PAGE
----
Archived - Face Tracking with JavaScript* and the Intel® RealSense™ SDK

The Intel® RealSense™ SDK has been discontinued. No ongoing support or updates will be available.

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This year’s first release (2016 R1, a.k.a. v8) of the Intel® RealSense™ SDK comes with a bundle of improvements, but I’m most interested in the JavaScript interface—specifically how I can quickly get and use 3D camera data in a web-based game. Bob Duffy wrote a solid article about this, but some things have changed and I want to use as little code as possible to try out this approach (to simplify refactoring proof-of-concept test code into larger systems).

In this article, I’ll tap the face tracking functionality to gather the bounding box and nose point data of a user, for potential control and/or in-game avatar application (for example, using the nose to target, the player’s head essentially becomes the joystick, or having the player’s character in-game reflect their movement capitalizes on the atypical interface to create an engaging environment). Fortunately, the SDK includes a selection of predefined algorithms available to simplify the process. 

Getting Started

First we need to set up the following:

  • Intel® RealSense™ camera – Install your camera’s most recent Intel® RealSense™ Depth Camera Manager (DCM).
  • Intel RealSense SDK – Download the most recent version of the SDK.
  • Web App Runtime – Download and install the most recent version (currently v8), and then restart the browser.
  • File location – To fit the demo most easily, copy realsense.js from the SDK file tree to the desktop. With the current version’s default path, it’s in C:\Program Files (x86)\Intel\RSSDK\framework\common\JavaScript\
  • Text editor – Pretty much any editor will work.
  • File creation – Make a new html file at the same location as your realsense.js.
  • Contents – Copy the sample code below into your file, or (preferably) write it by hand as we walk through it.

Sample Code

To illustrate the simplicity of our task, here’s the full source (aside from a disclaimer comment in the file itself): 

<!doctype HTML>
<html>
	<head>
		<title>RS-JS Face Tracking</title>
		<script type="text/javascript" src="https://autobahn.s3.amazonaws.com/autobahnjs/latest/autobahn.min.jgz"></script>
		<script src="realsense.js"></script>
	</head>
	<body>
		<canvas id="mainCanvas" width=600 height=400 style="border:1px solid black"></canvas>		
		<script>
			var can = document.getElementById("mainCanvas");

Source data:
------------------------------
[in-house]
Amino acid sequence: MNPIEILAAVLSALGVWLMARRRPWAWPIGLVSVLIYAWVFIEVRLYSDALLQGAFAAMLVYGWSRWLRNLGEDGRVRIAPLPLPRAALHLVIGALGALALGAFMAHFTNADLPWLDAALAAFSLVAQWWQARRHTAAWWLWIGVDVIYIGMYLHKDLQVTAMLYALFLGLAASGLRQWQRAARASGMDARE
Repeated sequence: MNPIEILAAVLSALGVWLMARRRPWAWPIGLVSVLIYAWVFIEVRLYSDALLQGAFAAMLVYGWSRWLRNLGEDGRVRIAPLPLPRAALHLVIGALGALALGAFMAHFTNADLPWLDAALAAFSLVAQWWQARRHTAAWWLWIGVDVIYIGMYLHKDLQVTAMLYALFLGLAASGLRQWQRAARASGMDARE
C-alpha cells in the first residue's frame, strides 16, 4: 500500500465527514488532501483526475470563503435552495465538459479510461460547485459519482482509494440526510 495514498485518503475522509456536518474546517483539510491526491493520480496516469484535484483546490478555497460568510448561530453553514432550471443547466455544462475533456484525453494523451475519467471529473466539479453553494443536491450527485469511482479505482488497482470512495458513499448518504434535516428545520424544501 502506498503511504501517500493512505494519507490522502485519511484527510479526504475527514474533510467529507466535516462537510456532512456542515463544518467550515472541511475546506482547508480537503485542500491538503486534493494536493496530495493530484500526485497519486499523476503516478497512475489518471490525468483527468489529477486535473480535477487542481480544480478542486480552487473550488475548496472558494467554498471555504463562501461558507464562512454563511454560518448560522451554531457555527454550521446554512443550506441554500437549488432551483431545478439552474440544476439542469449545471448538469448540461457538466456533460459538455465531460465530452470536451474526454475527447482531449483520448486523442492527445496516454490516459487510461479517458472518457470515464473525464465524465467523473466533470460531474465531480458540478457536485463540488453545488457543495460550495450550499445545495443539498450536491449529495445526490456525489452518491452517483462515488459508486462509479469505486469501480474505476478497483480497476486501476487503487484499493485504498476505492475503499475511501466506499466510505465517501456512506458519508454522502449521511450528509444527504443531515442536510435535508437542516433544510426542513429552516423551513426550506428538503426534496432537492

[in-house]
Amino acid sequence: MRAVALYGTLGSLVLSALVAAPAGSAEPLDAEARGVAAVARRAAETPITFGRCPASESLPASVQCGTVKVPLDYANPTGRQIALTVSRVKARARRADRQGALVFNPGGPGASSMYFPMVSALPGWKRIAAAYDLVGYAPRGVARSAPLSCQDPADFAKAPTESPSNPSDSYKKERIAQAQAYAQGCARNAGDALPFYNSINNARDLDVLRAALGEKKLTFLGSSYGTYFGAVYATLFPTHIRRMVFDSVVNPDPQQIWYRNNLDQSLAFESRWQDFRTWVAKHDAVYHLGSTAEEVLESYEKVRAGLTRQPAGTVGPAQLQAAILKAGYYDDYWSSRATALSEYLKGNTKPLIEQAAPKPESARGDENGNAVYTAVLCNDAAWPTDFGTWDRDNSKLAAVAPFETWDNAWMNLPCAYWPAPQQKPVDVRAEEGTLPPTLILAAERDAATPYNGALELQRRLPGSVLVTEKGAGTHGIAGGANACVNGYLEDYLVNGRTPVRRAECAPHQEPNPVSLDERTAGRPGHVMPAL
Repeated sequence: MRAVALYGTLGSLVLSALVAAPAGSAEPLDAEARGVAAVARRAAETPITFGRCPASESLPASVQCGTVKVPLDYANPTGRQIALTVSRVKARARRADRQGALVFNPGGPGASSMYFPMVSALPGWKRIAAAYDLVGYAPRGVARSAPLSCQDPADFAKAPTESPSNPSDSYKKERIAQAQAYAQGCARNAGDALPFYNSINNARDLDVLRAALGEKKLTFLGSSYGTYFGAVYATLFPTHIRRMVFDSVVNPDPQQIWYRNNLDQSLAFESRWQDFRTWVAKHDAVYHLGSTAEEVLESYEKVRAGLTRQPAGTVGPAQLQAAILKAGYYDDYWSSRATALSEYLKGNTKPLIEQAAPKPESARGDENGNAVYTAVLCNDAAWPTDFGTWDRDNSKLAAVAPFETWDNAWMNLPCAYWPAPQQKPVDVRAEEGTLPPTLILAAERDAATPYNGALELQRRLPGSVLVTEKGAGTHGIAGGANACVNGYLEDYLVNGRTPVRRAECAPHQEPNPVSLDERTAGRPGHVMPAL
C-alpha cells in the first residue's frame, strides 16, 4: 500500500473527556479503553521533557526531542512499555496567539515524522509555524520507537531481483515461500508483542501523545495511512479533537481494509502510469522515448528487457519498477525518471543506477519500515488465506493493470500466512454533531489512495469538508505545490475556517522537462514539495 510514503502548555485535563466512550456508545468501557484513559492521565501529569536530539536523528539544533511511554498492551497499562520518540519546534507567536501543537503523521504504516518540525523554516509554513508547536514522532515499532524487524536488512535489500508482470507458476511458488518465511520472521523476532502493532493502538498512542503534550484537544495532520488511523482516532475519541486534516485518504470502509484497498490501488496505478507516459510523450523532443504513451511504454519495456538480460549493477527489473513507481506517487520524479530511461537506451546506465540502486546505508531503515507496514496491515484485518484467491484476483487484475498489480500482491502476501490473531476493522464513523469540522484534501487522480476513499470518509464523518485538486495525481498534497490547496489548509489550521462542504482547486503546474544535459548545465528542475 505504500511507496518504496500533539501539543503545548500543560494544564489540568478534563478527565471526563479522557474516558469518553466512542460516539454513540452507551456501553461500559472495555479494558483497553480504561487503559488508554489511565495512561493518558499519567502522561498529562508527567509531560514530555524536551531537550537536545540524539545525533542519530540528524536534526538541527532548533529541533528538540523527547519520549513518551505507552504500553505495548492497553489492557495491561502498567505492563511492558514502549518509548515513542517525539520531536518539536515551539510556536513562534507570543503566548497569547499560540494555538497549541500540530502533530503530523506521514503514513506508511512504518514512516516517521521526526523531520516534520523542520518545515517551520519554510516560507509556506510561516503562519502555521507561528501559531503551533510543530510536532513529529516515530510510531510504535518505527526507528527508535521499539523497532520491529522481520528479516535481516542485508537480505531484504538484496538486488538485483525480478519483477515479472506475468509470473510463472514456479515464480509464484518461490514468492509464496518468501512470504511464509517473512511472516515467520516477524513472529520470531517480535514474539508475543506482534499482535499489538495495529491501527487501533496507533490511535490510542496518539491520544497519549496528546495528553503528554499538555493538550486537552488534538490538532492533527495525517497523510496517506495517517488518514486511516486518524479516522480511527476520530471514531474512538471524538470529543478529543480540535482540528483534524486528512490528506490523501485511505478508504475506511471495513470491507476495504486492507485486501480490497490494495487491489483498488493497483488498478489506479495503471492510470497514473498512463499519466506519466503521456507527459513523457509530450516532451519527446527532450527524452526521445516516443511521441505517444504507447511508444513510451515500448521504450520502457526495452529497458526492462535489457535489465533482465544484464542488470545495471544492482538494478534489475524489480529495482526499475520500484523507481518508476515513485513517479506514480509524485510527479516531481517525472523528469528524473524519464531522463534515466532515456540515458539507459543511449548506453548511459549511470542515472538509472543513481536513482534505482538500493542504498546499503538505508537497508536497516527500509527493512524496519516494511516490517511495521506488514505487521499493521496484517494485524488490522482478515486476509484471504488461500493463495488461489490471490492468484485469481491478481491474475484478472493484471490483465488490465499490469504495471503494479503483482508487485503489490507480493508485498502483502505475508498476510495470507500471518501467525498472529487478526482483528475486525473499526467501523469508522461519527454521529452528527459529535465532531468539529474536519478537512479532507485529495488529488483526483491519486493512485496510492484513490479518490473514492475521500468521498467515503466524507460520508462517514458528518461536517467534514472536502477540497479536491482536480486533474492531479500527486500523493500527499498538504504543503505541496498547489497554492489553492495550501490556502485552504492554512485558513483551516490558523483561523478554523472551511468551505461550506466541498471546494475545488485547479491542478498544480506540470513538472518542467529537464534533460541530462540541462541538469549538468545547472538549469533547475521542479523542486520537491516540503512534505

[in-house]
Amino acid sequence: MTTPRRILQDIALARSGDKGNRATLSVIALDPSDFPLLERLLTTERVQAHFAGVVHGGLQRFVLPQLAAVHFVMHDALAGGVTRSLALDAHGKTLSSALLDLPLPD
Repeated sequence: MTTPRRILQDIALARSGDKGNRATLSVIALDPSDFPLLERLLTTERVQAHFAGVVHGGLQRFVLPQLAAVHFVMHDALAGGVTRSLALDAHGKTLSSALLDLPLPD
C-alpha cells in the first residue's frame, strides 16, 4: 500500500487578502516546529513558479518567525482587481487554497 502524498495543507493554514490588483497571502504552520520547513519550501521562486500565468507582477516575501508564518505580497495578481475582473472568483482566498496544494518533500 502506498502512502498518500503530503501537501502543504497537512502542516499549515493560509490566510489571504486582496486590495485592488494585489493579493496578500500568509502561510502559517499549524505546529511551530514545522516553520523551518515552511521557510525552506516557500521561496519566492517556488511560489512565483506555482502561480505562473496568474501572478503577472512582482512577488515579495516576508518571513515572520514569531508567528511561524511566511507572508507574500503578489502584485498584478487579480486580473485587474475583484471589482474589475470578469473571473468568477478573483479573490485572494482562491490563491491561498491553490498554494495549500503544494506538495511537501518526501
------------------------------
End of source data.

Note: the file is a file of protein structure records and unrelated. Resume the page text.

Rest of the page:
var ctx = can.getContext("2d");
			ctx.textAlign = "center"; // Set text to be centered at draw point
			var scale = 500; // Scale nose point movement to significance
			
			var rsf = intel.realsense.face;
			var sm, fm, fc; // Sense Manager, Face Module, Face Config

			var onFaceData = function(sender,data) {
				if (data.faces.length>0) { //Ignore empty screens
					var face = data.faces[0]; // Use first face visible
					var rect = face.detection.boundingRect; // Get face bounding box
					var n = face.landmarks.points[29].world; // Get face landmark data
					
					var px = rect.x + rect.w/2 + n.x*scale; // Anchor to bounding box
					var py = rect.y + rect.h/2 - n.y*scale;	// Invert y-axis shift
				
					ctx.clearRect(0,0,can.width,can.height); // Clear canvas each frame
					ctx.strokeRect(rect.x,rect.y,rect.w,rect.h); // Show bounding box
					ctx.fillText(Math.round(n.z*100),px,py); // draw z value at nose point
				}
			}
			
			intel.realsense.SenseManager.createInstance().then(function (instance){
				sm = instance;
				return rsf.FaceModule.activate(sm); // Activate face module
			}).then(function (instance) {
				fm = instance;
				fm.onFrameProcessed = onFaceData; // Set face data handler
				return fm.createActiveConfiguration(); // Configure face tracking
			}).then(function (instance) {
				fc = instance;
				fc.detection.isEnabled = true; // Enable face detection
				return fc.applyChanges();
			}).then(function (result) {
				fc.release()
				return sm.init(); // Sense manager initialization
			}).then(function (result) {
				return sm.streamFrames(); // Start Streaming
			});
			
			window.onblur=function(){ // Pause face module when window loses focus
				if(fm != undefined){
					fm.pause(true);
				}
			}
			window.onfocus=function(){ // Unpause face module when window regains focus
				if(fm != undefined){
					sm.captureManager.device.restorePropertiesUponFocus();
					fm.pause(false);
				}
			}
			window.beforeunload = function(){ // Release sense manager on window close
				if(sm != undefined){
					sm.release().then(function(){
						sm=fm=undefined;
					});
				}
			}
		</script>
	</body>
</html>

Depending on your experience and background, the code above may be easily readable or it might look like an overwhelming wall of code. If it makes sense to you, get started and have fun; the rest of this article will focus on  digesting what we have here.

Functional Breakdown

HTML section

<!doctype HTML>
<html>
	<head>
		<title>RS-JS Face Tracking</title>
		<script type="text/javascript" src="https://autobahn.s3.amazonaws.com/autobahnjs/latest/autobahn.min.jgz"></script>
		<script src="realsense.js"></script>
	</head>
	<body>
		<canvas id="mainCanvas" width=600 height=400 style="border:1px solid black"></canvas>		
		<script>
			…
		</script>
	</body>
</html>

This is literally all the HTML code we have on the page. Inclusion of the autobahn script is vital for some under-the-hood legwork the SDK does to make the camera work in a browser, via the other inclusion—the realsense.js file copied earlier.

The only real element displayed on the page is the canvas, arbitrarily designated here to display the data as it’s captured. More information on the basics of this approach is available on IDZ.

The remainder of our code will go in the third script tag. Placing it in the head would be ideal, but it’s positioned at the bottom of the body to simplify some loading matters. Note: This (as well as the IDZ link above) is another example of “hackathon style” JavaScript, where the code’s form isn’t intended to survive the demo; once it’s tweaked to serve your purposes, harvest the functional bits for integration into a more scalable and proper structure.

Variables and Usage

var can = document.getElementById("mainCanvas");
var ctx = can.getContext("2d");
ctx.textAlign = "center"; // Set text to be centered at draw point